On a more global scale it means that Jews are included in activism and in progressive causes. And what often happens is that when it comes to antisemitism and condemning antisemitism, it feels like people who are otherwise so quick to condemn racism or homophobia are suddenly silent. It feels like when it comes to Jewish lives, the approach is suddenly “all lives matter.” There was an incident in Congress, where Congresswoman Ilhan Omar made that comment, “It’s all about the Benjamins,” with real antisemitic tropes, but they couldn’t even pass a resolution condemning her without also throwing in all other forms of bigotry. Why couldn’t they just call her out on it? We just had a similar thing with the Iron Dome funding where many of the people defending it were saying, “it’s a defense system, it saves Jewish and Palestinian lives.” Why isn’t it enough that it saves Jewish lives? Why are we so embarrassed to say that? And then with all that happened during the latest conflict in Gaza, we heard a lot of people feeling like if they spoke out against antisemitism, they also had to qualify it with the statement that they support Palestinian lives. If somebody is getting punched in the face for being Hasidic in Brooklyn, what does that have to do with Palestinian lives?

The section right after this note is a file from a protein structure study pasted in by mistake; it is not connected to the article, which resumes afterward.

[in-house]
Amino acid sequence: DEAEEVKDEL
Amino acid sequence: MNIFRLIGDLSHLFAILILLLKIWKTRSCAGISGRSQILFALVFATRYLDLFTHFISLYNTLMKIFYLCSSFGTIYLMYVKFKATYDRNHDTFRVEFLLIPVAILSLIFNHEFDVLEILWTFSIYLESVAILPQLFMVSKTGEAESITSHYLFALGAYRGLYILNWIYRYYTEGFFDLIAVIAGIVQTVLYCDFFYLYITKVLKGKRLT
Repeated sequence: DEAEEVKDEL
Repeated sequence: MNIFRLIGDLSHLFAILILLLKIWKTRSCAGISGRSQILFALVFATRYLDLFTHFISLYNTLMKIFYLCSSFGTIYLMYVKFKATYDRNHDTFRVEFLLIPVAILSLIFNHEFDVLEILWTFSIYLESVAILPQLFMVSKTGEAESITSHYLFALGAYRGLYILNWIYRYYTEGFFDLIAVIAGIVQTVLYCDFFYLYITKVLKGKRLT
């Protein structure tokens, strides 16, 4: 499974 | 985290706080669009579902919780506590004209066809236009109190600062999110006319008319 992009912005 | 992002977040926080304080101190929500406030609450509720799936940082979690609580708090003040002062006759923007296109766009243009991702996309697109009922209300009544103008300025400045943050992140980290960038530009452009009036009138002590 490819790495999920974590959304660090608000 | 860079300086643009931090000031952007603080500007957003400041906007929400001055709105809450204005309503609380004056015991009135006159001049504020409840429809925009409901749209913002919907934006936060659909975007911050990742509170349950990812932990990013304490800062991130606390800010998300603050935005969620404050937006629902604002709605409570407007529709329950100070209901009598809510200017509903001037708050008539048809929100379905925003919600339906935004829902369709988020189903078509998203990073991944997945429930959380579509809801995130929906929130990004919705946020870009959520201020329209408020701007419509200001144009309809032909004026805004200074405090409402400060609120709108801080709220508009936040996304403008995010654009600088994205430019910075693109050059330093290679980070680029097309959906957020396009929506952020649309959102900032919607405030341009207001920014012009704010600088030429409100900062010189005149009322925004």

Okay, so can you describe, one or two other kinds of activities that Zioness does to promote its agenda?